Of course, doubt is OK here, too
We are a Christian Church, yes
But we are inheritors
Of a tradition and a belief that revelation
Is not sealed/that, in the words of the United Church of Christ
God is Still Speaking
We are a non-creedal, covenanted congregation
Agreeing to seek and serve in the
spirit of Jesus
Agreeing to disagree in love and respect as we journey together
We are a Universalist church, believing in the goodness of God
And the guaranteed salvation of all

And, at least in part, we are a Unitarian Christian Church
Many of us wrestle with the place Christ
Has in our own personal faith
Or have chosen a place for him that is different
From the dominant view of Jesus at this moment in history

We hold this view
Even as we sit with our friends and co-religionists
Who are secure in the knowledge
Of a true and literal resurrection
And a Trinitarian understanding of God

We are a congregation of diverse perspectives
A diversity that we feel more than ever on this day
Well, rest assured that
There is no requirement that we have to agree
Even on Easter morning!
(At least on this point)
For we are a free church founded upon the belief
That everyone is free to search for their own truth and meaning
And that everyone is required to do so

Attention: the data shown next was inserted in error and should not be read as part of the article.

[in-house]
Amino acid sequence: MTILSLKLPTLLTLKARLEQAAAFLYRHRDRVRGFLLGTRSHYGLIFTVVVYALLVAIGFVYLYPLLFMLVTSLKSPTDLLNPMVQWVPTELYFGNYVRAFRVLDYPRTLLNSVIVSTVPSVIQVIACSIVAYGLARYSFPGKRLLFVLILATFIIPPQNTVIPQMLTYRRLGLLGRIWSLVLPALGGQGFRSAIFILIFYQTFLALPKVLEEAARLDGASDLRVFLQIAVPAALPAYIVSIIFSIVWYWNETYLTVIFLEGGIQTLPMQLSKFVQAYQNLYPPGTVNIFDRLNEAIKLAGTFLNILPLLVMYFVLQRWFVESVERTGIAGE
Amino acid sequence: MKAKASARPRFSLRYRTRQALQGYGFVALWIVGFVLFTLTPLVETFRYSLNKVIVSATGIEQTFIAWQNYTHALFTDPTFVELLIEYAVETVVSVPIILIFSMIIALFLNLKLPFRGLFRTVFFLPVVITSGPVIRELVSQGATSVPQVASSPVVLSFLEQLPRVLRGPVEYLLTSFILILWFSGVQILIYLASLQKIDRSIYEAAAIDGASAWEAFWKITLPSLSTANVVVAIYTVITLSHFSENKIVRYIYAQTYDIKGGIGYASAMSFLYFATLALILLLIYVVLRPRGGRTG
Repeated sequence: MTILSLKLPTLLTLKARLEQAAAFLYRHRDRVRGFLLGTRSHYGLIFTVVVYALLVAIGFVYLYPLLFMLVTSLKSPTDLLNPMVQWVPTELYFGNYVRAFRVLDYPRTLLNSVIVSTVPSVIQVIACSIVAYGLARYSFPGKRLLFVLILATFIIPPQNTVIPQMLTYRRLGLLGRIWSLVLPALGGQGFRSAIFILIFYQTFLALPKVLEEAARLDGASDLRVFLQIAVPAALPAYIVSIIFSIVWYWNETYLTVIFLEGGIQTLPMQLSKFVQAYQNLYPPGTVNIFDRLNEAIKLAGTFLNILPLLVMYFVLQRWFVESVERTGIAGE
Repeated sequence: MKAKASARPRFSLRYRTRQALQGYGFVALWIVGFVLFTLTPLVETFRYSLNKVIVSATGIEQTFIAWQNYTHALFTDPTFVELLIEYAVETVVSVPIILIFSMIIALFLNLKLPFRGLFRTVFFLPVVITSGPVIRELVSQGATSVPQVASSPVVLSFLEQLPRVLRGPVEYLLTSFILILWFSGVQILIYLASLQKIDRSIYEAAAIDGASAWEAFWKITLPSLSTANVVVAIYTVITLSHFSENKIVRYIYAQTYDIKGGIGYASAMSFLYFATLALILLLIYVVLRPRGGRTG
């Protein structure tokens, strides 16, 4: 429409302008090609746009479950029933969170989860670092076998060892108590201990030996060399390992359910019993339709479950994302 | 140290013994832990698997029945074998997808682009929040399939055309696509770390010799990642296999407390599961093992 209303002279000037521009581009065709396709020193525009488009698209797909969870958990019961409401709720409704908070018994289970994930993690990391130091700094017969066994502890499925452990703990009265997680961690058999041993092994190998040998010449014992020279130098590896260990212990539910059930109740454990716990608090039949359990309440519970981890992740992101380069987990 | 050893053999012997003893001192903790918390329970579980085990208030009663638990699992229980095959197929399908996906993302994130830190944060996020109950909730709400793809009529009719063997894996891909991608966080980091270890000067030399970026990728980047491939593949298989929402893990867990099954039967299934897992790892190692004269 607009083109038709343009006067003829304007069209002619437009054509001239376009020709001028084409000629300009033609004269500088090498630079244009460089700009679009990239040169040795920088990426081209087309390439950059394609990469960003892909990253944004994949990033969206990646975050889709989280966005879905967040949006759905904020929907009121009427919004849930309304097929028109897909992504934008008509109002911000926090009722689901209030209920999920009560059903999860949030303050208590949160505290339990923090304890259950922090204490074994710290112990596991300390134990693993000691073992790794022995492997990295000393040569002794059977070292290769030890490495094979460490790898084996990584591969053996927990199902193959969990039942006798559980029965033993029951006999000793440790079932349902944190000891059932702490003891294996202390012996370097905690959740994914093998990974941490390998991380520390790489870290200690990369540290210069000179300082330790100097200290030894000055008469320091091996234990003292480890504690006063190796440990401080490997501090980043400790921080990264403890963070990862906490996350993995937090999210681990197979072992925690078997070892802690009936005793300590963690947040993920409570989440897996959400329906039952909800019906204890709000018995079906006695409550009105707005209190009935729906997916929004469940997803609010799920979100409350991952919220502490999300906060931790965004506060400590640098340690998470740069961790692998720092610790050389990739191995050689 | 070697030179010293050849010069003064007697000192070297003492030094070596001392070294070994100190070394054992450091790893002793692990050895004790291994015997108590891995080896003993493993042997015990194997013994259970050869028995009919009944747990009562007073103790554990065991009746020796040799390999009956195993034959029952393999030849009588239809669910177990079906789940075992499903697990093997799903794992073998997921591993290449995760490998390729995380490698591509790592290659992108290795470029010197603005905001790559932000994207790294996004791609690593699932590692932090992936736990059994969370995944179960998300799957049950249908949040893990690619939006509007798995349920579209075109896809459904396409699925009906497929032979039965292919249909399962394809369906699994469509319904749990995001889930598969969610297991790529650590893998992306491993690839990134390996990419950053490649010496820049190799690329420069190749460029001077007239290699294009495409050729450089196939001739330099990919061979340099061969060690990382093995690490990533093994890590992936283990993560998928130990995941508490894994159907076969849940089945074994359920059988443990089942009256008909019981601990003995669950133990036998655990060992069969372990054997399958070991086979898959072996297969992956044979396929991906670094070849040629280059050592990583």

Responsibly and respectfully
After all, we experience the world
Through our own eyes and hands

The Rev. Arthur Severance points out
That our task in this time is to translate the ancient
Stories and traditions into beliefs and rituals
That have meaning for us, in our time
As we discussed in our workshop
On the 23rd psalm last week
This can be a hard thing to do

Severance writes:
Some words or phrases are tricky to translate from one language to another. The advertising slogan “Come Alive with Pepsi,” lost something when translated...in one Slavic country [to] “Pepsi brings your ancestors back from the grave.” So (he says) let us rejoice in our own interpretation.

And that is just what we do here at Eliot
We interpret for ourselves
Understanding that the language of symbols
Is different for each of us
And we rejoice in it
Open to the mystery and the miracle
To inspiration and to each other

For when we roll away the stone
Or crack that shell
We must all be prepared
For the possibility that we are wrong
To be surprised, shocked and awed
By what we find
Not just on Easter, but on every day
We are blessed to inhabit this world

We can experience a moment of breaking through